Notwithstanding the migrants’ cultural grounding that they shared with white Britons, at every turn factors presented themselves that mitigated any prospect of colorblind cultural and social assimilation. Though Britain had not before (and indeed, not subsequently) played host to a body of immigrants whose loyalty to Britain often seemed to exceed that of their white British-born counterparts, this loyalty and familiarity with British institutions was neither respected nor reciprocated. The point about Caribbean migrants’ loyalty to Britain has been stressed repeatedly by a range of writers and researchers. For example, ‘… many Anglophone Caribbeans displayed a remarkable loyalty to Britain in both world wars and showed a fierce adherence to British educational, social and political institutions.’ But these immigrants found themselves being treated not as fellow Brits, but as sinister foreigners, to be kept at arm’s length and regarded as delinquent and, perhaps most damaging of all, as a ‘problem’. Though those migrating to Britain included many who were, or had aspirations to be educated professionals, the host community found itself unwilling or unable to appreciate the earnestness with which these immigrants sought not drama or confrontation but social assimilation and prosperity through employment. Many barriers to this aspiration existed, ranging from petty or not-so-petty prejudices against those deemed as unwelcome foreigners, through to widespread manifestations of what was known as the ‘colour bar’.
Of course, Caribbean migrants who had worked in the Jim Crow South, or had some familiarity with the distressing treatment of Black workers in the countries of Central America referenced earlier, were perhaps not surprised at the prevalence of racism, even though they expected better from the British people. What was, however, an undoubted surprise, was the profound ignorance of white British people about the history, geography, systems of government, political personalities, sports, and cultural heritage of the countries of the Caribbean from which the immigrants came.
Right from the earliest days of Caribbean migration to Britain, immigrants found themselves having to exercise a form of double consciousness — needing to demonstrate a familiarity with such things as British mores, culture, and societal structure, while at the same time retaining a sense of identity as Jamaicans, Trinidadians, Bajans, and so on. Needless to say, white Britons saw themselves as having no need to reciprocate or embrace anything other than the monoculturalism and insularity in which they had so self-evidently been steeped. This use of double consciousness as a coping strategy was alluded to by Trevor Carter: ‘As for those of us who had come to Britain to fulfill dreams in and to belong to a society which we thought we knew, we came to the conclusion that we had to operate both inside and outside the institutions of that society at the same time.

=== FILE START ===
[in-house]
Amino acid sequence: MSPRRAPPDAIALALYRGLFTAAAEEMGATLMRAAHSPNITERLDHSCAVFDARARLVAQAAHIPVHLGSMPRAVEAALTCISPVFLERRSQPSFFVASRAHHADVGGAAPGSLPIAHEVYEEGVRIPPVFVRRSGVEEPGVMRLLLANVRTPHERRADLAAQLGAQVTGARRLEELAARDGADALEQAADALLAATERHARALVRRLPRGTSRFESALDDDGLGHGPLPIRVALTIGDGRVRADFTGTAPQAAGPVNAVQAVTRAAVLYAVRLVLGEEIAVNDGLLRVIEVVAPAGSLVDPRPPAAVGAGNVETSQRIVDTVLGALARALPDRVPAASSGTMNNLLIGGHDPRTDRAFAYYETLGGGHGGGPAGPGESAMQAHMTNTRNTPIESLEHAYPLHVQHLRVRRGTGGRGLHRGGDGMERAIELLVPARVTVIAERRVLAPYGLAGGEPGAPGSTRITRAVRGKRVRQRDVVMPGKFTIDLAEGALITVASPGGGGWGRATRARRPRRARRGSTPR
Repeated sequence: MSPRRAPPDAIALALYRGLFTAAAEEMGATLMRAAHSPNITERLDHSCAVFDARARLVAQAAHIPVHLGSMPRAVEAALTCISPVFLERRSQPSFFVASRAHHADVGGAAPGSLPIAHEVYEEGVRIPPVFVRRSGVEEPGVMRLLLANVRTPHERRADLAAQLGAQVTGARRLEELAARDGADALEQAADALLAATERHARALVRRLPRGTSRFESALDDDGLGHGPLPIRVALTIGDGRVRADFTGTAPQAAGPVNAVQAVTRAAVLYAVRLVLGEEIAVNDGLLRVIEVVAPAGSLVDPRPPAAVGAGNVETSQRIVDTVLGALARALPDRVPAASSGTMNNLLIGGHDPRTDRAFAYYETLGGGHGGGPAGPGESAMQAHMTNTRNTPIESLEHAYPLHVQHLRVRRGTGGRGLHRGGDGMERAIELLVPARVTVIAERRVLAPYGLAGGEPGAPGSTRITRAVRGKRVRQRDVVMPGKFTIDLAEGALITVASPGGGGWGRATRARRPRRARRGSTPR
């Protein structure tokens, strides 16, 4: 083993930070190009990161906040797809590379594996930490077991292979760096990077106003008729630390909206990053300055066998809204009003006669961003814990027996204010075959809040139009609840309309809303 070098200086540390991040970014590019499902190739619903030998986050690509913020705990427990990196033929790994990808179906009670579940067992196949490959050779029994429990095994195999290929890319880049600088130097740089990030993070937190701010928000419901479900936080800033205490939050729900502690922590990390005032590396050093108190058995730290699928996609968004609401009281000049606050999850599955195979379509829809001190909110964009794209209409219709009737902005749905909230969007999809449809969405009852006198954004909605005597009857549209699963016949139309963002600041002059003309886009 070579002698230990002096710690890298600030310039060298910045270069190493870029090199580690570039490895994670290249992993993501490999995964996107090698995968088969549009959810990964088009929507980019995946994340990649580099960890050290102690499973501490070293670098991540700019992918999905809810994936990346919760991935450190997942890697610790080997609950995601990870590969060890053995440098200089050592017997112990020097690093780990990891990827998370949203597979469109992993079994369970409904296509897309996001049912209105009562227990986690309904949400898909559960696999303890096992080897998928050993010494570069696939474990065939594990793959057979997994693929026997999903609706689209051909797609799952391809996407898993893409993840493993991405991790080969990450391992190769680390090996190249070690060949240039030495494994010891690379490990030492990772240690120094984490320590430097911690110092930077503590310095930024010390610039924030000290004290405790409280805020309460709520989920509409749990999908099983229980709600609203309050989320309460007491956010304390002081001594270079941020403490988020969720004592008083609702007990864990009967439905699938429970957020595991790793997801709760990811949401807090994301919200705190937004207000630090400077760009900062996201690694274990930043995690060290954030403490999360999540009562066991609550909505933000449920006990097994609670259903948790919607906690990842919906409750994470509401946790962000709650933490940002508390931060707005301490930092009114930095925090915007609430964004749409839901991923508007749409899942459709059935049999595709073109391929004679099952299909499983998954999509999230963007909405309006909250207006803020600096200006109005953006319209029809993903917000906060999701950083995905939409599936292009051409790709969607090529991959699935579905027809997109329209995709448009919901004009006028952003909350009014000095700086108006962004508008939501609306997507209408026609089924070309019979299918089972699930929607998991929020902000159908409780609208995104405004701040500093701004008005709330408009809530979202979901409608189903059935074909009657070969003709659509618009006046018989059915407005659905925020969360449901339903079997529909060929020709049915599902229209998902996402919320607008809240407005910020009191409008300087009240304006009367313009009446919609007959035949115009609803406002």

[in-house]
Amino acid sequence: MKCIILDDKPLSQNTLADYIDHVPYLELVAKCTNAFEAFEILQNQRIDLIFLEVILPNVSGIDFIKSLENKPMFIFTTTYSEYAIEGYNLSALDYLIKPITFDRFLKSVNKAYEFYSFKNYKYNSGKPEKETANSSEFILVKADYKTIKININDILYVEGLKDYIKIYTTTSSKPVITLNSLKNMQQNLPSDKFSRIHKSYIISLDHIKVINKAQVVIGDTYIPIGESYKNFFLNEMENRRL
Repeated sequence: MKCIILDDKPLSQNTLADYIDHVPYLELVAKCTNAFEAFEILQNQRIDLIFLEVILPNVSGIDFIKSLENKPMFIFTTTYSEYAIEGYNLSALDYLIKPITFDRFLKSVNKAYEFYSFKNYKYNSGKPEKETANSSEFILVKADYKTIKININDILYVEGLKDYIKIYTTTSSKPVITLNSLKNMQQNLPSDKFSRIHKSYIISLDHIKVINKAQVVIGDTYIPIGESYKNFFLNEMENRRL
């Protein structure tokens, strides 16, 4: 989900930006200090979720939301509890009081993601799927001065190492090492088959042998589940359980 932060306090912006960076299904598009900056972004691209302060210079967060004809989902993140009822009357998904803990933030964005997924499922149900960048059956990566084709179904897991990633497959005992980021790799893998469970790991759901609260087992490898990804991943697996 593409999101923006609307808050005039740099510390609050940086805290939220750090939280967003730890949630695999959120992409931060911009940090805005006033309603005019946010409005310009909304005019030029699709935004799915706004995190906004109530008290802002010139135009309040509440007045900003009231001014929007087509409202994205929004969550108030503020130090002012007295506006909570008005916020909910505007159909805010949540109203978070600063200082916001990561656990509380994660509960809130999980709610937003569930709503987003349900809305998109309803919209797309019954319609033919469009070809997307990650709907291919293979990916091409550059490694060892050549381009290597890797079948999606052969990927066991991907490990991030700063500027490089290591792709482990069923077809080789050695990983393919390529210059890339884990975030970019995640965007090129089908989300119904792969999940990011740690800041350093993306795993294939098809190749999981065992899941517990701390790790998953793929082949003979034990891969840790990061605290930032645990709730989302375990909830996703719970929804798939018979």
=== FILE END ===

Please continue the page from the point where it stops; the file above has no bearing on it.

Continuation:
1961 was a peak year, of sorts, for Caribbean migration, so perhaps that is why the following year marked the beginning of the end of such relatively large-scale movements of peoples. With little or no prospect of family members, no matter how beloved, being able to freely or easily come to Britain, the country’s fledgeling Black community had to mobilise its own resources to continue to establish itself. With no immediate access to more numerous and concentrated pockets of African Diaspora peoples, particularly in the Caribbean, Black-British people had to rely on themselves for a sense of group identity. In this regard, Caribbean peoples were perhaps at a greater disadvantage than African people residing in Britain.
Writing in 1949, Robert Kee made mention of the ways in which discrimination faced by Black migrants represented the shattering of a ‘deep emotional illusion’ which was ‘particularly true of the West Indians, who no longer have the tribal associations and native language which can still provide some fundamental security for the disillusioned African. The West Indian disillusioned with Britain is deprived of all sense of security.
There were ways in which this isolating of Black Britain, rather than enhancing integration, had, perhaps counter-intuitively, the opposite effect. British-born Black people became an unfathomable and deeply suspect anomaly, as far as white Britons were concerned. Herein lay one of the fundamental reasons why a distinct Black-British culture would emerge and bloom during the mid-1970s to mid-1980s. With Black Britons simply not accepted as British, the development of a separate and distinct cultural identity was perhaps inevitable. The uprootedness caused by slavery, the need for them or their family members to travel abroad seeking work, the sponge-like ways in which influences from other environments, such as music, were absorbed and translated – all these factors and others had lead, perhaps improbably, to people in the Caribbean not only coming to terms with their multi-dimensional existence but thriving on it. A similar process – of coming to terms with, and seeking to thrive on a somewhat splintered and disregarded existence – would be clearly discerned in the cultural growth of Black Britain.
This is an adapted extract from Roots & Culture by Eddie Chambers, which will be published by IBTauris on 2 March 2017. To order a copy visit www.ibtauris.com